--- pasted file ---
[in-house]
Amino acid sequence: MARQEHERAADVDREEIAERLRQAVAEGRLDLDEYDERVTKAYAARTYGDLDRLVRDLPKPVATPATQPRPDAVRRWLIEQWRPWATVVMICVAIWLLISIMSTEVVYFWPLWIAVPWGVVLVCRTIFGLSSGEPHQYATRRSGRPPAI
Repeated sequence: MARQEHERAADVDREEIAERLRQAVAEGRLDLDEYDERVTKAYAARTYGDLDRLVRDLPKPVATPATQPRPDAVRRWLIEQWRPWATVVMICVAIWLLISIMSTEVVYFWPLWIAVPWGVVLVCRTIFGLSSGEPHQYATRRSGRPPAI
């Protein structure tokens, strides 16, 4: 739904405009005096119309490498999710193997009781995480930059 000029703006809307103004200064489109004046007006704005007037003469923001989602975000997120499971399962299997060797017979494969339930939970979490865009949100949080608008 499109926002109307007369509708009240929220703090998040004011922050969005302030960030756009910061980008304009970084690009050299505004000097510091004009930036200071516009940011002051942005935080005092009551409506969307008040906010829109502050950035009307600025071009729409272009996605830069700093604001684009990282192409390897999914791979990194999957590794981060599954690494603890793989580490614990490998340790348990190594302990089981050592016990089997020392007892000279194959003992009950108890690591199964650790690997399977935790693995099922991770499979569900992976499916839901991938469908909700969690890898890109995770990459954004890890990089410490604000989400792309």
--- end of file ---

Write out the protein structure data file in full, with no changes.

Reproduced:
[in-house]
Amino acid sequence: MARQEHERAADVDREEIAERLRQAVAEGRLDLDEYDERVTKAYAARTYGDLDRLVRDLPKPVATPATQPRPDAVRRWLIEQWRPWATVVMICVAIWLLISIMSTEVVYFWPLWIAVPWGVVLVCRTIFGLSSGEPHQYATRRSGRPPAI
Repeated sequence: MARQEHERAADVDREEIAERLRQAVAEGRLDLDEYDERVTKAYAARTYGDLDRLVRDLPKPVATPATQPRPDAVRRWLIEQWRPWATVVMICVAIWLLISIMSTEVVYFWPLWIAVPWGVVLVCRTIFGLSSGEPHQYATRRSGRPPAI
């Protein structure tokens, strides 16, 4: 739904405009005096119309490498999710193997009781995480930059 000029703006809307103004200064489109004046007006704005007037003469923001989602975000997120499971399962299997060797017979494969339930939970979490865009949100949080608008 499109926002109307007369509708009240929220703090998040004011922050969005302030960030756009910061980008304009970084690009050299505004000097510091004009930036200071516009940011002051942005935080005092009551409506969307008040906010829109502050950035009307600025071009729409272009996605830069700093604001684009990282192409390897999914791979990194999957590794981060599954690494603890793989580490614990490998340790348990190594302990089981050592016990089997020392007892000279194959003992009950108890690591199964650790690997399977935790693995099922991770499979569900992976499916839901991938469908909700969690890898890109995770990459954004890890990089410490604000989400792309």